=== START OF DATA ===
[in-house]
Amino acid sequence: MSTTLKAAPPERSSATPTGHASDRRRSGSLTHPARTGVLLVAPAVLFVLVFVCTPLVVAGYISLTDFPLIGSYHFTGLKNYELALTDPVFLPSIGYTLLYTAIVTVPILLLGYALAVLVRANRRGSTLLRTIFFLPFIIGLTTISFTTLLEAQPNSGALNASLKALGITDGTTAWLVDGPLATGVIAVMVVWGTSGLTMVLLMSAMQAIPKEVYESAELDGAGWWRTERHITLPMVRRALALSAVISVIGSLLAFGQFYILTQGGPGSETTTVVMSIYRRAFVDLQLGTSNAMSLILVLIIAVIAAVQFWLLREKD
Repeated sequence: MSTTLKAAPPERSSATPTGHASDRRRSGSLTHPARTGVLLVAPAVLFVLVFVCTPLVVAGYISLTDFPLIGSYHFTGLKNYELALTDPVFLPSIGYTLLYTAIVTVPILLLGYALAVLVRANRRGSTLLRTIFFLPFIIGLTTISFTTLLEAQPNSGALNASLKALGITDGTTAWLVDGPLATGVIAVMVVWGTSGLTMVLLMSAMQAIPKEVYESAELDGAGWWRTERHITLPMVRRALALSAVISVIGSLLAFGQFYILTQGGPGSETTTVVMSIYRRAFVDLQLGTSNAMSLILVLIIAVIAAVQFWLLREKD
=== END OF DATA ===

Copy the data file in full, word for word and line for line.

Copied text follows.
[in-house]
Amino acid sequence: MSTTLKAAPPERSSATPTGHASDRRRSGSLTHPARTGVLLVAPAVLFVLVFVCTPLVVAGYISLTDFPLIGSYHFTGLKNYELALTDPVFLPSIGYTLLYTAIVTVPILLLGYALAVLVRANRRGSTLLRTIFFLPFIIGLTTISFTTLLEAQPNSGALNASLKALGITDGTTAWLVDGPLATGVIAVMVVWGTSGLTMVLLMSAMQAIPKEVYESAELDGAGWWRTERHITLPMVRRALALSAVISVIGSLLAFGQFYILTQGGPGSETTTVVMSIYRRAFVDLQLGTSNAMSLILVLIIAVIAAVQFWLLREKD
Repeated sequence: MSTTLKAAPPERSSATPTGHASDRRRSGSLTHPARTGVLLVAPAVLFVLVFVCTPLVVAGYISLTDFPLIGSYHFTGLKNYELALTDPVFLPSIGYTLLYTAIVTVPILLLGYALAVLVRANRRGSTLLRTIFFLPFIIGLTTISFTTLLEAQPNSGALNASLKALGITDGTTAWLVDGPLATGVIAVMVVWGTSGLTMVLLMSAMQAIPKEVYESAELDGAGWWRTERHITLPMVRRALALSAVISVIGSLLAFGQFYILTQGGPGSETTTVVMSIYRRAFVDLQLGTSNAMSLILVLIIAVIAAVQFWLLREKD